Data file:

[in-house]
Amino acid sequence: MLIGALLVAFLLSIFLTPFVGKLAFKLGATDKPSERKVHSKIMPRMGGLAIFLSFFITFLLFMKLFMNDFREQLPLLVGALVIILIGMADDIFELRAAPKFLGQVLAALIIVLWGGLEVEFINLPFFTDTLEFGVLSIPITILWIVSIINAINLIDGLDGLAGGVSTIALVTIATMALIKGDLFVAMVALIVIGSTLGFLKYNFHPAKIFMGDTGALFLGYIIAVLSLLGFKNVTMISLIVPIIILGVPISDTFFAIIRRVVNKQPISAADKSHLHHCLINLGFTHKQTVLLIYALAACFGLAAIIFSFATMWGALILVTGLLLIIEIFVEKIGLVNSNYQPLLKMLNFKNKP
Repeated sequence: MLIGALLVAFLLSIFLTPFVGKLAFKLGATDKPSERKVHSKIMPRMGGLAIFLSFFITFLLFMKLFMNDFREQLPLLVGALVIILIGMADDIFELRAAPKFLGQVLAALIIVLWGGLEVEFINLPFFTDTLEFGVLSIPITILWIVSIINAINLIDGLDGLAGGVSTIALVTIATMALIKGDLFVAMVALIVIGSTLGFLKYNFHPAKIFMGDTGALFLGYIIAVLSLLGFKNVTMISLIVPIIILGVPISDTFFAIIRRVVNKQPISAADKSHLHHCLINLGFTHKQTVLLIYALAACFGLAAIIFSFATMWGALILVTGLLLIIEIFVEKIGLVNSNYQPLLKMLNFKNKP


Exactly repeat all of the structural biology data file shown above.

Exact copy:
[in-house]
Amino acid sequence: MLIGALLVAFLLSIFLTPFVGKLAFKLGATDKPSERKVHSKIMPRMGGLAIFLSFFITFLLFMKLFMNDFREQLPLLVGALVIILIGMADDIFELRAAPKFLGQVLAALIIVLWGGLEVEFINLPFFTDTLEFGVLSIPITILWIVSIINAINLIDGLDGLAGGVSTIALVTIATMALIKGDLFVAMVALIVIGSTLGFLKYNFHPAKIFMGDTGALFLGYIIAVLSLLGFKNVTMISLIVPIIILGVPISDTFFAIIRRVVNKQPISAADKSHLHHCLINLGFTHKQTVLLIYALAACFGLAAIIFSFATMWGALILVTGLLLIIEIFVEKIGLVNSNYQPLLKMLNFKNKP
Repeated sequence: MLIGALLVAFLLSIFLTPFVGKLAFKLGATDKPSERKVHSKIMPRMGGLAIFLSFFITFLLFMKLFMNDFREQLPLLVGALVIILIGMADDIFELRAAPKFLGQVLAALIIVLWGGLEVEFINLPFFTDTLEFGVLSIPITILWIVSIINAINLIDGLDGLAGGVSTIALVTIATMALIKGDLFVAMVALIVIGSTLGFLKYNFHPAKIFMGDTGALFLGYIIAVLSLLGFKNVTMISLIVPIIILGVPISDTFFAIIRRVVNKQPISAADKSHLHHCLINLGFTHKQTVLLIYALAACFGLAAIIFSFATMWGALILVTGLLLIIEIFVEKIGLVNSNYQPLLKMLNFKNKP